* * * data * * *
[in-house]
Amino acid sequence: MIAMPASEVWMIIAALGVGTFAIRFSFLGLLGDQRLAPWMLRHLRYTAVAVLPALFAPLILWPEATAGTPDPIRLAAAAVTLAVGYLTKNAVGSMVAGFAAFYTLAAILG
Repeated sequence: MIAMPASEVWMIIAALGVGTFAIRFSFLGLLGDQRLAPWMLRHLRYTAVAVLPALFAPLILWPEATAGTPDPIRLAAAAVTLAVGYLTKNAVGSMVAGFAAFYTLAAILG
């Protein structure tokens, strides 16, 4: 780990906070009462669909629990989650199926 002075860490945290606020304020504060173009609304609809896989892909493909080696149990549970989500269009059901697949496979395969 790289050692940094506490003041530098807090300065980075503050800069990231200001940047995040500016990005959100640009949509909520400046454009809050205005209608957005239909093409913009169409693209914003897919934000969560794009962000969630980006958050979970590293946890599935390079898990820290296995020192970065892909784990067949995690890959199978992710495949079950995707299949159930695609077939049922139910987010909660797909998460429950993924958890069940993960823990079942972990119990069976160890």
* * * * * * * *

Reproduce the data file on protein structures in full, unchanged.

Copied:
[in-house]
Amino acid sequence: MIAMPASEVWMIIAALGVGTFAIRFSFLGLLGDQRLAPWMLRHLRYTAVAVLPALFAPLILWPEATAGTPDPIRLAAAAVTLAVGYLTKNAVGSMVAGFAAFYTLAAILG
Repeated sequence: MIAMPASEVWMIIAALGVGTFAIRFSFLGLLGDQRLAPWMLRHLRYTAVAVLPALFAPLILWPEATAGTPDPIRLAAAAVTLAVGYLTKNAVGSMVAGFAAFYTLAAILG
């Protein structure tokens, strides 16, 4: 780990906070009462669909629990989650199926 002075860490945290606020304020504060173009609304609809896989892909493909080696149990549970989500269009059901697949496979395969 790289050692940094506490003041530098807090300065980075503050800069990231200001940047995040500016990005959100640009949509909520400046454009809050205005209608957005239909093409913009169409693209914003897919934000969560794009962000969630980006958050979970590293946890599935390079898990820290296995020192970065892909784990067949995690890959199978992710495949079950995707299949159930695609077939049922139910987010909660797909998460429950993924958890069940993960823990079942972990119990069976160890």